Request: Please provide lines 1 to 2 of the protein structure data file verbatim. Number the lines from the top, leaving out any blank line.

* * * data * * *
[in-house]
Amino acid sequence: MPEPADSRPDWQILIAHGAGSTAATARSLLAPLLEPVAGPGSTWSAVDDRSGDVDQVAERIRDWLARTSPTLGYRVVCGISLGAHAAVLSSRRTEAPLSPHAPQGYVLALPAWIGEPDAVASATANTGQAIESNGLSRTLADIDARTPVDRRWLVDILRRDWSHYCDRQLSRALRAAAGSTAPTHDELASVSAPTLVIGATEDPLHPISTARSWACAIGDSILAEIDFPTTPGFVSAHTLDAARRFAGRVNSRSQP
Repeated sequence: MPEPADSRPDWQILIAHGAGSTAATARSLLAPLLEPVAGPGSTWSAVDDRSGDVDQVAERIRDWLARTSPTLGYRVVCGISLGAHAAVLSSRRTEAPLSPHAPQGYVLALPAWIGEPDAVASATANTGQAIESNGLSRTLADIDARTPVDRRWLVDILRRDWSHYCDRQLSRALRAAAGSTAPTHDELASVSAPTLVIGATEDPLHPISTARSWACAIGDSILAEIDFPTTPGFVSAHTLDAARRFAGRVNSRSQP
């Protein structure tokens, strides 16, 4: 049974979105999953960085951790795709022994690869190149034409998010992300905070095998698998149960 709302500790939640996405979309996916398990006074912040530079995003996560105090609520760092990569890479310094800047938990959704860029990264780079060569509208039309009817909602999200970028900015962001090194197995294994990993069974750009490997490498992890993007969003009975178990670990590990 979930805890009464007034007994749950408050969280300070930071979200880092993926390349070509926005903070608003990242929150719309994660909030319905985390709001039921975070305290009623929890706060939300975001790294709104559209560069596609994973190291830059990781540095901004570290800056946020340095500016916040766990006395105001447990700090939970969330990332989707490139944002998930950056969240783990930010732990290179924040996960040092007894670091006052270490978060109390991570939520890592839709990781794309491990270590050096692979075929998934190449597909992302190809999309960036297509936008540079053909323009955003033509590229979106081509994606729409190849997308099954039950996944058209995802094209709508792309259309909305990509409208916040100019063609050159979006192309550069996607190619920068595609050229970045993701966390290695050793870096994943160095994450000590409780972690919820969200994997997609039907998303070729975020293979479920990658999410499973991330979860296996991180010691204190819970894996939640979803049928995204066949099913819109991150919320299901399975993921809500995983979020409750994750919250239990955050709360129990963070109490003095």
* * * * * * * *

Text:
[in-house]
Amino acid sequence: MPEPADSRPDWQILIAHGAGSTAATARSLLAPLLEPVAGPGSTWSAVDDRSGDVDQVAERIRDWLARTSPTLGYRVVCGISLGAHAAVLSSRRTEAPLSPHAPQGYVLALPAWIGEPDAVASATANTGQAIESNGLSRTLADIDARTPVDRRWLVDILRRDWSHYCDRQLSRALRAAAGSTAPTHDELASVSAPTLVIGATEDPLHPISTARSWACAIGDSILAEIDFPTTPGFVSAHTLDAARRFAGRVNSRSQP